Assignment for next class: Read assigned scholarly article from bibliography furnished.

Mar 2 Discussion: The Cuban Missile Crisis

Today's question: Was this our "finest hour" in Cold War crisis management?

Mar 4 Mid-term Examination Self-scheduling of the Exam will not be utilized.

Today is the mid-semester point this term and the final day to withdraw.

Mid-term exam will cover period to 1961, the first six chapters of Cohen, all of Leffler, other assigned readings and documents, and all topics (lectures and class discussions). Note that SPRING BREAK officially begins after your final class Mar 6.

Assignment for next class: Re-read Cohen, ch. 6, and assigned articles and documents.

Mar 6 Discussion: The Challenges in Vietnam, 1963-73, and Opportunities Elsewhere

Be sure you have re-read Cohen, ch. 6, and previously assigned articles and documents for today's class discussion.

According to the official calendar of the University, SPRING BREAK officially begins after your final class Mar 6.

Note: Applications to participate in the April 17 Student Research Symposium are due today or earlier.

Mar 7-15 SPRING BREAK

Mar 16 Discussion (continued): The Challenges in Vietnam, 1963-73, and Opportunities Elsewhere

Be sure you have re-read Cohen, ch. 6, and previously assigned articles and documents for today's class discussion.

Assignment for next class: Read Cohen, America in the Age of Soviet Power, chs. 7-8.

UNIT THREE: CONTINUED COLD WAR CRISES, DETENTE, AND OTHER DEVELOPMENTS, 1969-1989

Mar 18 Overview Discussion: New Leaders, New Realities, New Beginnings

This class you should have completed reading Cohen, America in the Age of Soviet Power, chs. 7-8.

Today's question: Was Gorbachev's leadership chiefly responsible for what happened in U.S.-Soviet relations?

Assignment for next class: Brands, Since Vietnam: The U.S. in World Affairs, ch. 1, and furnished documents.

Mar 20 Topical Focus: Rapprochement with the People's Republic of China

Mar 23 Class will not meet these two days because of Professor Bolt's responsibilities & 25 with the institutional self-study. Use this time to prepare your critique of Truong Nhu Tang's memoir on the Vietnam War.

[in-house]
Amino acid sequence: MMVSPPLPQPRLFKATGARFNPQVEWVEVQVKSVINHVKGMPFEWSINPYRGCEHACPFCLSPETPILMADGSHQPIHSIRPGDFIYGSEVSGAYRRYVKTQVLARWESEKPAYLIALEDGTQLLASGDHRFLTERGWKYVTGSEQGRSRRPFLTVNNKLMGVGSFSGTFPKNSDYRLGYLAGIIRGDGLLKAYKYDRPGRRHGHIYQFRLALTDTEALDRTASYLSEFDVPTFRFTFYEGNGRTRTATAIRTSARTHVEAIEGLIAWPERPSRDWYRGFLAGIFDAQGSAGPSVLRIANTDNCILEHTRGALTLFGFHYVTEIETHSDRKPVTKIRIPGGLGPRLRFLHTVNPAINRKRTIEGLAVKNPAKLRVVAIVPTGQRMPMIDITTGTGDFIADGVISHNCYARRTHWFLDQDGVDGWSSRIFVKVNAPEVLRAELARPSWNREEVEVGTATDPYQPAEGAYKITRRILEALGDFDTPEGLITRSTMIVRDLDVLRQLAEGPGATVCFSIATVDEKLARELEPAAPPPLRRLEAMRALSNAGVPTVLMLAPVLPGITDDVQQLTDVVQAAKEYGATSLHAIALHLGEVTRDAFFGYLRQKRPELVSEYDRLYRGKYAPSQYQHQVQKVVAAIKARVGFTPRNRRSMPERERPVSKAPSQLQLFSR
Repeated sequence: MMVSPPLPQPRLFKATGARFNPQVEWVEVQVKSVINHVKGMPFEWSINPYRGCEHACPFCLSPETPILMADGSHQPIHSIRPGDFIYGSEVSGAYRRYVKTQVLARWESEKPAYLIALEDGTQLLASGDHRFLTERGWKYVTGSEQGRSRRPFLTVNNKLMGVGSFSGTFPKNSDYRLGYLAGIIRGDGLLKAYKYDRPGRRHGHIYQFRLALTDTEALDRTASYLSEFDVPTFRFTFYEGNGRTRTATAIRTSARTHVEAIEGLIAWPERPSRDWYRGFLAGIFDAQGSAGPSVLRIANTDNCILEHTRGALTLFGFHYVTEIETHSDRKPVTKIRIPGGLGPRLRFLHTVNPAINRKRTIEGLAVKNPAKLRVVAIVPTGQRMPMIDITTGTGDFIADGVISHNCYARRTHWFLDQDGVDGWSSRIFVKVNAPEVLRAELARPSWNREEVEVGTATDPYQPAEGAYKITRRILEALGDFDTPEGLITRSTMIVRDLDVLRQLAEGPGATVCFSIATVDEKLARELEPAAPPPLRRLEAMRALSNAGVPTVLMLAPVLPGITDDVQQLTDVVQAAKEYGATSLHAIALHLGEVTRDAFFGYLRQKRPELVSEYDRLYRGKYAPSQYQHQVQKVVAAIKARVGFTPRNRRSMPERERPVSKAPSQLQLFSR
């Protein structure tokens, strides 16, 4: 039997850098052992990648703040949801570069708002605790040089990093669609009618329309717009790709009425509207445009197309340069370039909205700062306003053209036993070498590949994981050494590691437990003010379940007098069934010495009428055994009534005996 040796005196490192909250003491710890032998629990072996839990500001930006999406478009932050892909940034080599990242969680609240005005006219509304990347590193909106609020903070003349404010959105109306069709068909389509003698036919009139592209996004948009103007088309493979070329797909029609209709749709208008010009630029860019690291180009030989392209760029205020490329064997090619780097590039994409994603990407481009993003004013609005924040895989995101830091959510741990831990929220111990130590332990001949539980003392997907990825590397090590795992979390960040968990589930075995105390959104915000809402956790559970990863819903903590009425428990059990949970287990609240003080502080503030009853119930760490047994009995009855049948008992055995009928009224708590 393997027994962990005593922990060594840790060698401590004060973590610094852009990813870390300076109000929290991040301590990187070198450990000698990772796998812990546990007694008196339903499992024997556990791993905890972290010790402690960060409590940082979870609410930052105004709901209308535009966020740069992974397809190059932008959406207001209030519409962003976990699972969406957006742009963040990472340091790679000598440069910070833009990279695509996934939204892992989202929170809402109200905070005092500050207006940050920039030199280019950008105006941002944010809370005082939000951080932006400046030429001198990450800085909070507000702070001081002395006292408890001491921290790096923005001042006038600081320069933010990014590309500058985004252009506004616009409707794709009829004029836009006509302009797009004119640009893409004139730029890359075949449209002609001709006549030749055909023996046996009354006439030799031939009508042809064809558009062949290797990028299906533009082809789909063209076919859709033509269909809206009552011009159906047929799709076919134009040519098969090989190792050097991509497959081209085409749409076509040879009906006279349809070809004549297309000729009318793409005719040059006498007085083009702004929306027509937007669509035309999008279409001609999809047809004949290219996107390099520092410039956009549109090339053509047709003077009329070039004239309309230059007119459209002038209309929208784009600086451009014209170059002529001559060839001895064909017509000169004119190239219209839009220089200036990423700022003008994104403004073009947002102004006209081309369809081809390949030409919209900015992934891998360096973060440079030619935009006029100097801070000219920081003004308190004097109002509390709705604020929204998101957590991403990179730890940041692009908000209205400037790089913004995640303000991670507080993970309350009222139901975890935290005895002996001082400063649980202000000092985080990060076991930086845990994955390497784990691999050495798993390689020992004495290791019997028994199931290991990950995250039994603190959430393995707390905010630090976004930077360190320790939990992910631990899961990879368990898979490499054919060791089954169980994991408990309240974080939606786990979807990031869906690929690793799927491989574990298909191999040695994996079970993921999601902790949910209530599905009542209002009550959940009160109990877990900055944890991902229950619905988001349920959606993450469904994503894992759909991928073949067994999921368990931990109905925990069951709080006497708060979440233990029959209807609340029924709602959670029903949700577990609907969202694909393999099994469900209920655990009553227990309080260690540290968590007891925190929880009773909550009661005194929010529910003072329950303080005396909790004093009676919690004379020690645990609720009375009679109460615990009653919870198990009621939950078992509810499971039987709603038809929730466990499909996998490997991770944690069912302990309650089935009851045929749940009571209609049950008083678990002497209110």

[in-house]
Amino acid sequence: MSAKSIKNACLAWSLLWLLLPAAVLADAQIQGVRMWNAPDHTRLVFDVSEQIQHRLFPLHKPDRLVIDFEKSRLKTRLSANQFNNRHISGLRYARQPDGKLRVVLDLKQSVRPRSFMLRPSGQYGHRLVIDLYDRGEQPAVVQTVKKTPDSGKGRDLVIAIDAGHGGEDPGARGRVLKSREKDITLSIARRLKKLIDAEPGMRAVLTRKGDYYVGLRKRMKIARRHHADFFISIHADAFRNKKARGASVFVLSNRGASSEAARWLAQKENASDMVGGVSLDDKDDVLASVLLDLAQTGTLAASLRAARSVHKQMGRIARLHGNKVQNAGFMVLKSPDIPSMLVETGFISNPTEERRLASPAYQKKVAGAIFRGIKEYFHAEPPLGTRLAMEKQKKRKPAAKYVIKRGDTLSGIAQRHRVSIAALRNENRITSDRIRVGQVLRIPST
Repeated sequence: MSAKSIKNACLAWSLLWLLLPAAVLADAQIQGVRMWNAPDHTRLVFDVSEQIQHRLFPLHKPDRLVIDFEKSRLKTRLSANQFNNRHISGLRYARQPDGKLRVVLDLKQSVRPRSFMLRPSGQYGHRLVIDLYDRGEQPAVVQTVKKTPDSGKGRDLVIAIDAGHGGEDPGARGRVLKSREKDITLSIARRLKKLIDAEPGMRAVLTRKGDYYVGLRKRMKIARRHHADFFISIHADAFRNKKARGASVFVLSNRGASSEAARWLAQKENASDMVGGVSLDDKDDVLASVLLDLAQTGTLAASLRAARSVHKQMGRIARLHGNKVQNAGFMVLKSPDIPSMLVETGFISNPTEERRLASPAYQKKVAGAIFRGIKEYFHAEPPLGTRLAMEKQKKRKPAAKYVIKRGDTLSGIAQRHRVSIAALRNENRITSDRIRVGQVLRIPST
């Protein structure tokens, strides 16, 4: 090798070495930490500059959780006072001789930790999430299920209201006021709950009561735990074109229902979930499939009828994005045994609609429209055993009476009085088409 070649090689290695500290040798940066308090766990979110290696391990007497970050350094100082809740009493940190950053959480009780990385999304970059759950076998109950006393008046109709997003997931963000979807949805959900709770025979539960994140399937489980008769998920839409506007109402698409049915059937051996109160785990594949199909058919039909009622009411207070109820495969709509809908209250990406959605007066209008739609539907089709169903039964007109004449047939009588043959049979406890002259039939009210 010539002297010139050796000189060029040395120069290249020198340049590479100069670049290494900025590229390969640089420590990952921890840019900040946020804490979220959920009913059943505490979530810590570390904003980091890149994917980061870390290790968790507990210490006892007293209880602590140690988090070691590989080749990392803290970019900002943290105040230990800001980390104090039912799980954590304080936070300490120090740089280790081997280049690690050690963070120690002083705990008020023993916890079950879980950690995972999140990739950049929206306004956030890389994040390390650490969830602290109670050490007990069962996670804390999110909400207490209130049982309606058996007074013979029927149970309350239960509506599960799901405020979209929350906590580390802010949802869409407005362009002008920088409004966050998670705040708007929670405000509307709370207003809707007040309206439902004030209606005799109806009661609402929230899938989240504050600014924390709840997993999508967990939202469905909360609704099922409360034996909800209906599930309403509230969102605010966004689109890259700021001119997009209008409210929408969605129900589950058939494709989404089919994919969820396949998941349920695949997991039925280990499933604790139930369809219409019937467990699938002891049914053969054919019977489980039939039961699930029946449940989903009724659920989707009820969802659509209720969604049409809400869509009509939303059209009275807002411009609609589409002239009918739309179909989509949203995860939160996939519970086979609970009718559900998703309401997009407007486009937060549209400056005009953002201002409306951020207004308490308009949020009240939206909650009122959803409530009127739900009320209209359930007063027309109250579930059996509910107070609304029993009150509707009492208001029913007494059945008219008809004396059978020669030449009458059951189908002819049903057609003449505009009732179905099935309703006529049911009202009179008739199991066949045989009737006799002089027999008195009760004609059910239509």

Mar 27 Paper due today at the beginning of class. All students must submit critique and participate in today's discussion in class.

Mar 30 Topical Focus: Henry Kissinger as a Diplomatist

Today's question: Should HK be considered as a role model for today's students who aspire to careers in international affairs?

Assignment for next class: Brands, Since Vietnam: The U.S. in World Affairs, ch. 2.

Apr 1 Topical Focus: Hopes Realized and Hopes Dashed: Carter, China, and the & 3 Middle East

(Note: Class on Apr 1 will be earlier and shorter in duration because of Honors Convocation.)

Assignment for next class: TBA

Apr 6 Topical Focus "Extra": The Carter Center Today

Assignment for next class: Brands, Since Vietnam: The U.S. in World Affairs, ch. 3.

Apr 8 Discussion: Reagan and New Cold Wars: Central America and Lebanon

Be ready to discuss Brands, ch. 3

Assignment for next class: Brands, Since Vietnam: The U.S. in World Affairs, ch. 4.

Apr 10 Discussion: Reagan and the Changing World (to 1989)

Be ready to discuss Brands, ch 4.

Assignment for next class: TBA

Apr 13 Topical Focus: Revolutions in Eastern Europe, 1989-90

& 15

Assignment for next class: Brands, Since Vietnam: The U.S. in World Affairs, ch. 5.

Apr 17 Student Research Symposium

Our class will not meet today in order to support students making presentations in the Student Research Symposium on campus. Those related to American diplomatic history are especially recommended (see furnished list).

 

UNIT FOUR: NEW CHALLENGES AND QUESTIONS: THE U.S. AS "SOLE SURVIVING SUPERPOWER," SINCE 1989

Apr 20 Overview Discussion: The End of the Cold War, New Challenges, and new Cold Wars (since 1989)

Be ready to discuss Brands, ch. 5.

Assignment for next class: Read one article from furnished bibliography.

Apr 22 Topical Focus: Vietnam and the United States since 1975

Be ready to discuss selected article.

Apr 24 Comments concerning the final examination

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Apr 25-26 Study Period

Apr 29 Final examination, 2:00 to 5:00 p.m.

Self-scheduling of the final exam will not be utilized in this class.

Note: All written assignments are considered to be pledged assignments and must be completed by scheduled due dates (unless altered by the professor). There will be a penalty for assignments received after due dates.

Last Updated: Jan., 1998